“There is no justification for a state agency to use an intermediary when there is a decree that requires contracting with that company.

The intermediary works when they can advise you on different types of insurance or which company is best for you.

But here there was a mandatory contract by the State with the state insurance company, so there is no justification for using a manager, an intermediary,” Martínez said in an interview with CNN.

According to what the complainant told CNN, the alleged strategy would require three parties: “A public official, president of the Nation, who creates the obligation to contract with a certain company.

On the other hand, at the other end is the president of this state company, who allows or endorses the use of the figure of the intermediary in the agreements.

And the third leg is complemented by these intermediaries, who are only two, who appeared in the contracts as intermediaries, charging a commission higher than the market value and ending this triangle that harmed the State's coffers."

The complaint targets only Fernández and the former head of Nación Seguros, Alberto Pagliano, who, according to the complainant, is “a friend of Fernández since his beginnings in the insurance world in the 90s.”

Fernández was Superintendent of National Insurance during the first presidency of Carlos Menem.

The prosecutor decided to include in his investigation only one of the two intermediaries identified in the journalistic investigation.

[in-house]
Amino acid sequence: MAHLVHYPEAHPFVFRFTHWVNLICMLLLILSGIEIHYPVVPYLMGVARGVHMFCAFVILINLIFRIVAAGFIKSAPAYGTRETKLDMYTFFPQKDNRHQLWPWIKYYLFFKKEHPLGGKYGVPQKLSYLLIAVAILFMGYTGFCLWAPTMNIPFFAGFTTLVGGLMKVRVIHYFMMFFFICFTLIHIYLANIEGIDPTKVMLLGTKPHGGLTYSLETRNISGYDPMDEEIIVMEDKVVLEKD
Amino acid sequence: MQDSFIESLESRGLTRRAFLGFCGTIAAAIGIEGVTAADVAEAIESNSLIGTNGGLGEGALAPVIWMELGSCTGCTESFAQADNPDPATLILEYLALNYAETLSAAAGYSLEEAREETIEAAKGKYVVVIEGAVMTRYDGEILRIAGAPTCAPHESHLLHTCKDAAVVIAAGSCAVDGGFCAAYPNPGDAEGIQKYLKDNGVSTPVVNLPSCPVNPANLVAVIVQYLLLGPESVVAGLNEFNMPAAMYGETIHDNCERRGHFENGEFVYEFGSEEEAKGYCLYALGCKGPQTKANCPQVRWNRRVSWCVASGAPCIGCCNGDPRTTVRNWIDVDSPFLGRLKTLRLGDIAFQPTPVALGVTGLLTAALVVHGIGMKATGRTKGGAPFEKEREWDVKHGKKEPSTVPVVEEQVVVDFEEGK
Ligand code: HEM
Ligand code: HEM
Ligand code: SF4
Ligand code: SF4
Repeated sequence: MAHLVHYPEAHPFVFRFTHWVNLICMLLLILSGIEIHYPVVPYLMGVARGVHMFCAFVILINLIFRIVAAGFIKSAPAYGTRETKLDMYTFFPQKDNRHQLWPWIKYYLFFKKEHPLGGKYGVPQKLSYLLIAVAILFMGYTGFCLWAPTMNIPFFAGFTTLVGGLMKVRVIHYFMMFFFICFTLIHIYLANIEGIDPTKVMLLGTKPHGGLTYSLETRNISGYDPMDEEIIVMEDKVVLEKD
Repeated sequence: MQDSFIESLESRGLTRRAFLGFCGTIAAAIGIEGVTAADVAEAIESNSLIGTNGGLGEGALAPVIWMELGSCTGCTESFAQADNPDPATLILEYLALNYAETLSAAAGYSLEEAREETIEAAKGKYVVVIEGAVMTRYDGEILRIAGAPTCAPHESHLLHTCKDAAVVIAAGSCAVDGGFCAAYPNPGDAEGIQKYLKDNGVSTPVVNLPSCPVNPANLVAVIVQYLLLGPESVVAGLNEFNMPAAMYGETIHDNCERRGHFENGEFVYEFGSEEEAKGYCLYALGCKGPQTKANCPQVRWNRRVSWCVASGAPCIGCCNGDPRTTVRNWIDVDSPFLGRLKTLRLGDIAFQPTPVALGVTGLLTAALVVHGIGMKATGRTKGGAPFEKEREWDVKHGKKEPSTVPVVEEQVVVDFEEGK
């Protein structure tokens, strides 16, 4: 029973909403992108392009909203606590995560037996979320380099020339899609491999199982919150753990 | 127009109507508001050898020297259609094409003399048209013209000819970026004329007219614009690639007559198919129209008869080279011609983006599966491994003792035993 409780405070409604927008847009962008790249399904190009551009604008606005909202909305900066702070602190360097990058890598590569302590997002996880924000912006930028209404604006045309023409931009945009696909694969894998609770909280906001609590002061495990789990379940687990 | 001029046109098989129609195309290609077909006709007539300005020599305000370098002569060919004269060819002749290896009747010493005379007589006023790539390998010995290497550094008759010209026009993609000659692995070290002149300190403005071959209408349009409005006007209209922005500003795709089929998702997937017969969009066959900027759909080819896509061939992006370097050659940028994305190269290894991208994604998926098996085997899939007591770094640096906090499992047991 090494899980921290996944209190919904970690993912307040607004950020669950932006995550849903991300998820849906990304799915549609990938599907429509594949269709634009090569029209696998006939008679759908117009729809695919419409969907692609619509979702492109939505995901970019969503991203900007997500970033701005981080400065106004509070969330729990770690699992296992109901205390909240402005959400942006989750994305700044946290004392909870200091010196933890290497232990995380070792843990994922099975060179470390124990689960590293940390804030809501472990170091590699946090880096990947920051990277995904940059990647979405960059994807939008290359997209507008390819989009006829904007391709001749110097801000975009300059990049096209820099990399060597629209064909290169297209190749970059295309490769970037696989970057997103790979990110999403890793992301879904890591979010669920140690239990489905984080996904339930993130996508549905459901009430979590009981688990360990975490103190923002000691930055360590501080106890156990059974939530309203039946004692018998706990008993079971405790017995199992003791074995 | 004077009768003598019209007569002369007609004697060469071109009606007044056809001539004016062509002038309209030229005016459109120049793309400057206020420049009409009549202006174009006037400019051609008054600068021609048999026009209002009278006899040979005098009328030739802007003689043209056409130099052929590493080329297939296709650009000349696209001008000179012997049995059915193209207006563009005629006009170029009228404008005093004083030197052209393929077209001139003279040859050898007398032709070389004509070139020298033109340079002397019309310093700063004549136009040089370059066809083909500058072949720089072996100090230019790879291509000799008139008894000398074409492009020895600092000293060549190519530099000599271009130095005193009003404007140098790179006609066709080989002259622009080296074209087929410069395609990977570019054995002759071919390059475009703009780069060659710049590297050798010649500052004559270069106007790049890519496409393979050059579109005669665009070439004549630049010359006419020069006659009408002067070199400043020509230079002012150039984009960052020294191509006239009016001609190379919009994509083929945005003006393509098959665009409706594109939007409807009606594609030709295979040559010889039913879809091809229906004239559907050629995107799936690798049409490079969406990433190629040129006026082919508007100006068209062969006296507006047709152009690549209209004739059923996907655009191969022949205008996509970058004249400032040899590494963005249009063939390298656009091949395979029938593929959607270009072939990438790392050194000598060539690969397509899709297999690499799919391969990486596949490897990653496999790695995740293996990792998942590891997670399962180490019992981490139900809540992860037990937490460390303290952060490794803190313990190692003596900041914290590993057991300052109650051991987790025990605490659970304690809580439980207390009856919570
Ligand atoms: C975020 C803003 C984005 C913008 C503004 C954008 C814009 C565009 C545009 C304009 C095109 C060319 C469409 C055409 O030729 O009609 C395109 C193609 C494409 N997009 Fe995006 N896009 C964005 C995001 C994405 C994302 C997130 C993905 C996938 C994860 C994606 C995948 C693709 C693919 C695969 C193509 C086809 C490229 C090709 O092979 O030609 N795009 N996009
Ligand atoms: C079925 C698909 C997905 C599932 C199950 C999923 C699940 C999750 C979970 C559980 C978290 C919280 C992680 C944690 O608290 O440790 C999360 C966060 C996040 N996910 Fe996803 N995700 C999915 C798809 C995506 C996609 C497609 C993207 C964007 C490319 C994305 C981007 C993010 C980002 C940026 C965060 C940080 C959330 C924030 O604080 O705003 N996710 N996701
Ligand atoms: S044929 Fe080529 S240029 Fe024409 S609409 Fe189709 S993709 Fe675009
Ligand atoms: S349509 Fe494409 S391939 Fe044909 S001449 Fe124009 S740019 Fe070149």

This is Héctor Martínez Sosa, very close to Fernández: he is the partner of his historic secretary and one of the largest insurance producers (advisors) in the country, according to what the former president told La Nación to justify the presence of this person in the contracts. and try to get away from the scandal.

The other intermediary indicated in the Clarín note was not included in the judicial investigation.

CNN is trying to contact both Pagliano and Héctor Martínez Sosa and their lawyers, but since this article was published on Sunday in Clarín, so far none of them have expressed themselves publicly or in any other media.

This alleged fraudulent maneuver that is reported was discovered, according to the newspaper Clarín, by Osvaldo Giordano, the official put in charge of Anses by President Javier Milei for supporting the former governor of Córdoba Juan Schiaretti.

CNN is seeking to contact Giordano.

Giordano, who is one of the most recognized social security specialists among Argentine economists, was Schiaretti's Minister of Finance, and the Cordoban's support for Milei, during the second round of the 2023 presidential elections, caused fissures in his coalition.

Giordano suspended those contracts, but was fired a few days ago by Milei after his wife, who is a national deputy, voted against the so-called “omnibus law” promoted by the Executive.

He lasted just over two months in office.

Alberto Fernandez